Playing into Literacy

The following is from an article written for Family Day Care.

The photo below might look like the cushions off the lounge, a yoga mat and a child’s chair but it is a garbage truck !


Play helps children develop thinking skills and enhance their desire to know and to learn and to enjoy being themselves. (Early Years Learning Framework, page 15)

There are many ways adults can scaffold learning about literacy through play in order to prepare children for school. Capturing teachable moments and building on a child’s interests are ways of expanding their vocabulary and learning. parents and carers are in a unique position to nurture learning through play.

The development of Oral language

Oral language is the basis for learning. An adult modelling for a young child how to extend their few word utterances into a sentence helps children understand how language works. Adding descriptive words like colours and size words and using the language of position helps children build their vocabulary. To be a reader and writer children need first of all to be a talker. This means speaking in sentences and using descriptive language.

Social Skills

Family Care, preschool and school are group experiences. Children need to be able to co-operate, take turns and share, to be happy and successful in these settings. They need to be able to communicate their needs and ideas with peers and adults. This requires an understanding of group behaviours and routines. As care givers we need to facilitate the development of social skills, clear communication and the ability to follow simple instructions. We need to respond positively to each child in our care developing their sense of self worth and their view of themselves as learners.

Creative and imaginative play

Play that is open ended and child centred fosters imaginative and creative minds. Read to children at every opportunity. Encourage children to replicate stories you have read to them. Keep supplies of material and bits and pieces for imaginative play. Boxes can become anything and combined with masking tape the opportunities are endless. Have available supplies for playing homes, cafes, police, nurses and doctors. Encourage children to engage in imaginative play and scaffold the language they need to use in the roles they adopt.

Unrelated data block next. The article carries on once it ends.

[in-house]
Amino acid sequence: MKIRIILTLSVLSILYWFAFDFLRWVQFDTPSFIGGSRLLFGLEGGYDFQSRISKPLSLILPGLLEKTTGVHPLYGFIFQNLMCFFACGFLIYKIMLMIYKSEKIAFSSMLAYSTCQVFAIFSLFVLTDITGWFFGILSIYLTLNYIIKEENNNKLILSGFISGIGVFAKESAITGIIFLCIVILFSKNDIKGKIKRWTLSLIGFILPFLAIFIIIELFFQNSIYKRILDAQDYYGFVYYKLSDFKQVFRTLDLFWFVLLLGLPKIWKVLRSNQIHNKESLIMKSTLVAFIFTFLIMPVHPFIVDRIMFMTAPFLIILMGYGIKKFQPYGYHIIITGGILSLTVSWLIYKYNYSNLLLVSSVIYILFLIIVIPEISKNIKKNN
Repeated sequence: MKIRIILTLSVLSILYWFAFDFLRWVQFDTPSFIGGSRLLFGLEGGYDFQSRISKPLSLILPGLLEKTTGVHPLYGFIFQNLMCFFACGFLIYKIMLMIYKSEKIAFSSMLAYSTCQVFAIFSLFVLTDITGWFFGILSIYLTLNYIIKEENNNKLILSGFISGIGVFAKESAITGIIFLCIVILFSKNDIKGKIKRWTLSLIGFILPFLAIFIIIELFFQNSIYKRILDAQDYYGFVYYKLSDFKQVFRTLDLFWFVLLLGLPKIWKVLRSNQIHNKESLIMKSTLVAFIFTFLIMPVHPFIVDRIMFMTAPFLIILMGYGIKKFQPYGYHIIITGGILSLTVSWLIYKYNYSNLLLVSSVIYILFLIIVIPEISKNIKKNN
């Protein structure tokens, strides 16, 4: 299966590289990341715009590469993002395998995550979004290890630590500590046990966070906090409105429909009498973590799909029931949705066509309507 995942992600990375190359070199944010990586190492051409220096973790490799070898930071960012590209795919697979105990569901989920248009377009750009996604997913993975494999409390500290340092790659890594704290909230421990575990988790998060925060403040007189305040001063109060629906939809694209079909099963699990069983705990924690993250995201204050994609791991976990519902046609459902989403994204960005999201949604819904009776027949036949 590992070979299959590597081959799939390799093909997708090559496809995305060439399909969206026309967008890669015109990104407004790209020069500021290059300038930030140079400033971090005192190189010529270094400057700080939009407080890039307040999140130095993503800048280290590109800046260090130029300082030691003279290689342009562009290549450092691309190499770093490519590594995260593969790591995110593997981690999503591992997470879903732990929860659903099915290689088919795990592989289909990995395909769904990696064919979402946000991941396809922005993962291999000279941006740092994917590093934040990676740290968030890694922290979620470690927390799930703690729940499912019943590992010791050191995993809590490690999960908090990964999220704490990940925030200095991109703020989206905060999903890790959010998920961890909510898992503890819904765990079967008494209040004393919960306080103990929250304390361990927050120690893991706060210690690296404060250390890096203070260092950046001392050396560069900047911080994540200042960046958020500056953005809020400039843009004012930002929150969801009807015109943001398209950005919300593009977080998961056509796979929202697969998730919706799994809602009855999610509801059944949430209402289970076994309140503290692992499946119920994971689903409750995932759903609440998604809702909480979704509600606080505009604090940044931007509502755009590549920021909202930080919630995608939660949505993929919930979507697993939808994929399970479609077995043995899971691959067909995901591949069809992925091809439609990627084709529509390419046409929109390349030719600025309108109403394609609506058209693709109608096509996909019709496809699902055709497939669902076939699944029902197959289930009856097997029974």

As children become interested in writing there are many ways to expand and develop that interest. Have paper available for drawing, labelling and writing lists. Encourage children to write their names. Help them to learn the left to right order of the letters in their name. Keep post it notes handy so children can ‘write’ a message to mum and dad. Label objects around the play area and draw student attention to the labels. Including a visual image or photo with the label enables everyone to ‘read’ the label. Point out the labels to children, “This label says Lego. It is on the box where we keep the Lego. See how the word Lego starts it is the same letter that is in your name, Liam.”


The challenge is for all adults who interact with children to look for ways to scaffold their language development, develop social skills and provide opportunities for children to be creative and imaginative in play. This will support them as learners moving to school.